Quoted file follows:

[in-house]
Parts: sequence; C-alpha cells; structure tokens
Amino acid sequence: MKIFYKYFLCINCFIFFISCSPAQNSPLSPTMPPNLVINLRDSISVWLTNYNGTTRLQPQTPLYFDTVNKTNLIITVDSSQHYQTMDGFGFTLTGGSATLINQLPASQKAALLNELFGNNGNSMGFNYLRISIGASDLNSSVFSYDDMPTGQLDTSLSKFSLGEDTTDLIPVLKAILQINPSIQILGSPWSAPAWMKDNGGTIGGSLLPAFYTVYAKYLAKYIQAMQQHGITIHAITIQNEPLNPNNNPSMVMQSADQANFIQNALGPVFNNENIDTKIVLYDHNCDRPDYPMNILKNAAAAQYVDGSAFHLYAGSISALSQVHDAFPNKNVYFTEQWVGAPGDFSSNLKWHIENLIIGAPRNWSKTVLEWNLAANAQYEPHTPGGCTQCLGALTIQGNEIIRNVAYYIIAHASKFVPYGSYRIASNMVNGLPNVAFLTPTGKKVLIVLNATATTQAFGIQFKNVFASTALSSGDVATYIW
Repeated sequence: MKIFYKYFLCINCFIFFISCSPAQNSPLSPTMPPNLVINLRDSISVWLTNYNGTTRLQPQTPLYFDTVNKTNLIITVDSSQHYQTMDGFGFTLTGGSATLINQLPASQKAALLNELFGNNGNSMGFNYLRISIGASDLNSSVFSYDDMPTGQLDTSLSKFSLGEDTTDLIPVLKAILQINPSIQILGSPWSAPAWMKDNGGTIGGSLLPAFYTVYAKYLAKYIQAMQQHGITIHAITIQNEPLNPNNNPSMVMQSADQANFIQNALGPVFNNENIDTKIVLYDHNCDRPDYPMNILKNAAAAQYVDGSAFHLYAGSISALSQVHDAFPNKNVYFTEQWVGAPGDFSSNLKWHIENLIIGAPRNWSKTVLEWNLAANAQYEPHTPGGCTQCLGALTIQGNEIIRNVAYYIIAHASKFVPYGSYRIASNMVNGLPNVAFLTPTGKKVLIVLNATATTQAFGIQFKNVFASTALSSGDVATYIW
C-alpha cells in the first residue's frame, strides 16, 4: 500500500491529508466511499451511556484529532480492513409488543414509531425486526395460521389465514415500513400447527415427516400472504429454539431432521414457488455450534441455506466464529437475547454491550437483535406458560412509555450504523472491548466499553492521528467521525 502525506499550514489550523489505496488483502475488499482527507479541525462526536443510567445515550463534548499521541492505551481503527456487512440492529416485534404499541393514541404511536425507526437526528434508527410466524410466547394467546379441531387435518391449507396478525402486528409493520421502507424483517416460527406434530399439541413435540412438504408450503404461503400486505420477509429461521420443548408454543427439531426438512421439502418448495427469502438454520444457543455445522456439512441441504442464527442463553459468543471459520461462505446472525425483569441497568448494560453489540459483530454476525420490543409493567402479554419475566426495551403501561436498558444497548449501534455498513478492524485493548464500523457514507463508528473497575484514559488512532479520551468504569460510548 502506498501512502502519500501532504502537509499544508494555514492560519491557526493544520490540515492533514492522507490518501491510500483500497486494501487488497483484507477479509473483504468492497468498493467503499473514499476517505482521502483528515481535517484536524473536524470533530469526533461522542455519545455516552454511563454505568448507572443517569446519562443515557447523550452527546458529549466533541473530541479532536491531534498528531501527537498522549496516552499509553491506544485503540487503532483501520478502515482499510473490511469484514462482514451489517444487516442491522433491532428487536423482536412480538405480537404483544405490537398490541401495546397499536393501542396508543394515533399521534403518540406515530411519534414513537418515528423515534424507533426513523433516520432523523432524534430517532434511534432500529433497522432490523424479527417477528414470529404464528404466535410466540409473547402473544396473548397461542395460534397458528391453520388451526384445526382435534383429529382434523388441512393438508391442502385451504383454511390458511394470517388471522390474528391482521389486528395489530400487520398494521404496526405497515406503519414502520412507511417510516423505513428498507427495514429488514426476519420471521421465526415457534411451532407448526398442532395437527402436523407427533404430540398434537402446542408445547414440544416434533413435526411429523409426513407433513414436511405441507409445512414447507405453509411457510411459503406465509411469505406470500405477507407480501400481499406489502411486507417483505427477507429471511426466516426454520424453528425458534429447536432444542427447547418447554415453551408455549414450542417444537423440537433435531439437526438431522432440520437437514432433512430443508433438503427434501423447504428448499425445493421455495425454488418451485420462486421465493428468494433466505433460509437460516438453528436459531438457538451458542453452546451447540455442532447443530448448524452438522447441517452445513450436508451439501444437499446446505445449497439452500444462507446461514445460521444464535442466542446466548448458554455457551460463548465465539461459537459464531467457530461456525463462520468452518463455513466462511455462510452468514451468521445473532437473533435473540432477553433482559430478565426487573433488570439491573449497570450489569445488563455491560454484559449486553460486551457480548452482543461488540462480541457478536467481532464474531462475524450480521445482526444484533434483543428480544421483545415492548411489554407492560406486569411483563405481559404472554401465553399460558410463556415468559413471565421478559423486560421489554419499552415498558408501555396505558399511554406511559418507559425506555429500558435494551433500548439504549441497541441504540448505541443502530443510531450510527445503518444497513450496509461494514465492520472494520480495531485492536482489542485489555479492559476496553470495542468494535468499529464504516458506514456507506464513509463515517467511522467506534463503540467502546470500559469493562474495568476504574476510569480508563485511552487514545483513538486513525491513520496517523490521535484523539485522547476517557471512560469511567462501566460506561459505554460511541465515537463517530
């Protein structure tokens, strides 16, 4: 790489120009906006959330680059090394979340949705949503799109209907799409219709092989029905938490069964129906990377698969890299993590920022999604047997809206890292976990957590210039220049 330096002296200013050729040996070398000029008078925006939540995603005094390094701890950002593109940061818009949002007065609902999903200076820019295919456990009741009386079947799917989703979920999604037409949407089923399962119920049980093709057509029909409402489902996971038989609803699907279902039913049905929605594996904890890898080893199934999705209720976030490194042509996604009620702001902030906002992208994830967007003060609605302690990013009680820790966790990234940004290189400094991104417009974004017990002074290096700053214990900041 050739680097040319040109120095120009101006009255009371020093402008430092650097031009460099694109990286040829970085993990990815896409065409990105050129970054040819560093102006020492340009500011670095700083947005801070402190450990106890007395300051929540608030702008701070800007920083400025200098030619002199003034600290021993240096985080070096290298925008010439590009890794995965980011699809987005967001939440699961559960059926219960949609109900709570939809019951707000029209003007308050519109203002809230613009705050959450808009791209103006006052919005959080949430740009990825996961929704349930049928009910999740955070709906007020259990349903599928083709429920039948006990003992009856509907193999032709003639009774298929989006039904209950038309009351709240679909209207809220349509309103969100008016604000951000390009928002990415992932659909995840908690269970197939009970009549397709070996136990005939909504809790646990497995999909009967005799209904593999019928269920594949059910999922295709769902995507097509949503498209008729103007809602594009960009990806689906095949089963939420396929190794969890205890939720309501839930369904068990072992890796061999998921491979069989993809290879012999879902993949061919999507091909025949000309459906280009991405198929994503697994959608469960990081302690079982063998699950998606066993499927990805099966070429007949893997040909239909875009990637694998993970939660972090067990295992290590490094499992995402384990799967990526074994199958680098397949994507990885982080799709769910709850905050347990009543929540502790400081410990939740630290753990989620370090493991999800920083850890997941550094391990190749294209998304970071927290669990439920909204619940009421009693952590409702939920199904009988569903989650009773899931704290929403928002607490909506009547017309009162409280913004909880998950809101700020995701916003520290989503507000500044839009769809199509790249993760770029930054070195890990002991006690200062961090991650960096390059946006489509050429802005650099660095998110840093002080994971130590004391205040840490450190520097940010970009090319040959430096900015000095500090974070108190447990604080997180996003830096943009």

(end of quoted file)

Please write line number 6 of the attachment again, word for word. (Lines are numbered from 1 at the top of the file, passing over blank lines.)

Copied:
């Protein structure tokens, strides 16, 4: 790489120009906006959330680059090394979340949705949503799109209907799409219709092989029905938490069964129906990377698969890299993590920022999604047997809206890292976990957590210039220049 330096002296200013050729040996070398000029008078925006939540995603005094390094701890950002593109940061818009949002007065609902999903200076820019295919456990009741009386079947799917989703979920999604037409949407089923399962119920049980093709057509029909409402489902996971038989609803699907279902039913049905929605594996904890890898080893199934999705209720976030490194042509996604009620702001902030906002992208994830967007003060609605302690990013009680820790966790990234940004290189400094991104417009974004017990002074290096700053214990900041 050739680097040319040109120095120009101006009255009371020093402008430092650097031009460099694109990286040829970085993990990815896409065409990105050129970054040819560093102006020492340009500011670095700083947005801070402190450990106890007395300051929540608030702008701070800007920083400025200098030619002199003034600290021993240096985080070096290298925008010439590009890794995965980011699809987005967001939440699961559960059926219960949609109900709570939809019951707000029209003007308050519109203002809230613009705050959450808009791209103006006052919005959080949430740009990825996961929704349930049928009910999740955070709906007020259990349903599928083709429920039948006990003992009856509907193999032709003639009774298929989006039904209950038309009351709240679909209207809220349509309103969100008016604000951000390009928002990415992932659909995840908690269970197939009970009549397709070996136990005939909504809790646990497995999909009967005799209904593999019928269920594949059910999922295709769902995507097509949503498209008729103007809602594009960009990806689906095949089963939420396929190794969890205890939720309501839930369904068990072992890796061999998921491979069989993809290879012999879902993949061919999507091909025949000309459906280009991405198929994503697994959608469960990081302690079982063998699950998606066993499927990805099966070429007949893997040909239909875009990637694998993970939660972090067990295992290590490094499992995402384990799967990526074994199958680098397949994507990885982080799709769910709850905050347990009543929540502790400081410990939740630290753990989620370090493991999800920083850890997941550094391990190749294209998304970071927290669990439920909204619940009421009693952590409702939920199904009988569903989650009773899931704290929403928002607490909506009547017309009162409280913004909880998950809101700020995701916003520290989503507000500044839009769809199509790249993760770029930054070195890990002991006690200062961090991650960096390059946006489509050429802005650099660095998110840093002080994971130590004391205040840490450190520097940010970009090319040959430096900015000095500090974070108190447990604080997180996003830096943009």